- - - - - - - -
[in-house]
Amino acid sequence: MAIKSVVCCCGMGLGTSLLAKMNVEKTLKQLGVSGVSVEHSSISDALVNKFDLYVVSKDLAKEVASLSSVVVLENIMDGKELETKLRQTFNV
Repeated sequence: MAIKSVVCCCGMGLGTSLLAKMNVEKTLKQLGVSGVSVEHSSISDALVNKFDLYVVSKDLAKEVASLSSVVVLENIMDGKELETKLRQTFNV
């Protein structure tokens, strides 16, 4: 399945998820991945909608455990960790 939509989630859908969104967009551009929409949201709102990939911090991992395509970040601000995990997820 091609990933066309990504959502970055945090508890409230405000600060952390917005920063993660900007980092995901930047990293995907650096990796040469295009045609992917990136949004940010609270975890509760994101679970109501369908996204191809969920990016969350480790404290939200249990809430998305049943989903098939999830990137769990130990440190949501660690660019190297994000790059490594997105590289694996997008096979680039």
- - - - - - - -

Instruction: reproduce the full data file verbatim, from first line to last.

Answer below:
[in-house]
Amino acid sequence: MAIKSVVCCCGMGLGTSLLAKMNVEKTLKQLGVSGVSVEHSSISDALVNKFDLYVVSKDLAKEVASLSSVVVLENIMDGKELETKLRQTFNV
Repeated sequence: MAIKSVVCCCGMGLGTSLLAKMNVEKTLKQLGVSGVSVEHSSISDALVNKFDLYVVSKDLAKEVASLSSVVVLENIMDGKELETKLRQTFNV
């Protein structure tokens, strides 16, 4: 399945998820991945909608455990960790 939509989630859908969104967009551009929409949201709102990939911090991992395509970040601000995990997820 091609990933066309990504959502970055945090508890409230405000600060952390917005920063993660900007980092995901930047990293995907650096990796040469295009045609992917990136949004940010609270975890509760994101679970109501369908996204191809969920990016969350480790404290939200249990809430998305049943989903098939999830990137769990130990440190949501660690660019190297994000790059490594997105590289694996997008096979680039």